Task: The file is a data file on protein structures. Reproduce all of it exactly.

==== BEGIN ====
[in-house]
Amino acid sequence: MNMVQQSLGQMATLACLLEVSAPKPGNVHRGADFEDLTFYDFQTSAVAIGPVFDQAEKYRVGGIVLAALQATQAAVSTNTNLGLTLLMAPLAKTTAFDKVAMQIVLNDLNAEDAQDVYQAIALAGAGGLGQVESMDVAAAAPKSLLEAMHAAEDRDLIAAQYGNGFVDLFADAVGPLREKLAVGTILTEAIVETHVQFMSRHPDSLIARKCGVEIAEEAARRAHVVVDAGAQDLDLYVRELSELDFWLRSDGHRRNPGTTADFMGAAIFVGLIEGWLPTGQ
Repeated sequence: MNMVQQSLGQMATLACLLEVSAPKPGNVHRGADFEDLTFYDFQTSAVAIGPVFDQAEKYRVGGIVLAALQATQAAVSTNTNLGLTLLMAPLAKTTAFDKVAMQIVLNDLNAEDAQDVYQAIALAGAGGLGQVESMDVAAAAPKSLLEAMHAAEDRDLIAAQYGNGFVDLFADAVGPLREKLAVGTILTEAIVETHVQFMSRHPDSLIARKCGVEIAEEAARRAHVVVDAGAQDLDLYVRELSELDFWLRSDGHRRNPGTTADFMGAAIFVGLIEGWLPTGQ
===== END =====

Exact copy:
[in-house]
Amino acid sequence: MNMVQQSLGQMATLACLLEVSAPKPGNVHRGADFEDLTFYDFQTSAVAIGPVFDQAEKYRVGGIVLAALQATQAAVSTNTNLGLTLLMAPLAKTTAFDKVAMQIVLNDLNAEDAQDVYQAIALAGAGGLGQVESMDVAAAAPKSLLEAMHAAEDRDLIAAQYGNGFVDLFADAVGPLREKLAVGTILTEAIVETHVQFMSRHPDSLIARKCGVEIAEEAARRAHVVVDAGAQDLDLYVRELSELDFWLRSDGHRRNPGTTADFMGAAIFVGLIEGWLPTGQ
Repeated sequence: MNMVQQSLGQMATLACLLEVSAPKPGNVHRGADFEDLTFYDFQTSAVAIGPVFDQAEKYRVGGIVLAALQATQAAVSTNTNLGLTLLMAPLAKTTAFDKVAMQIVLNDLNAEDAQDVYQAIALAGAGGLGQVESMDVAAAAPKSLLEAMHAAEDRDLIAAQYGNGFVDLFADAVGPLREKLAVGTILTEAIVETHVQFMSRHPDSLIARKCGVEIAEEAARRAHVVVDAGAQDLDLYVRELSELDFWLRSDGHRRNPGTTADFMGAAIFVGLIEGWLPTGQ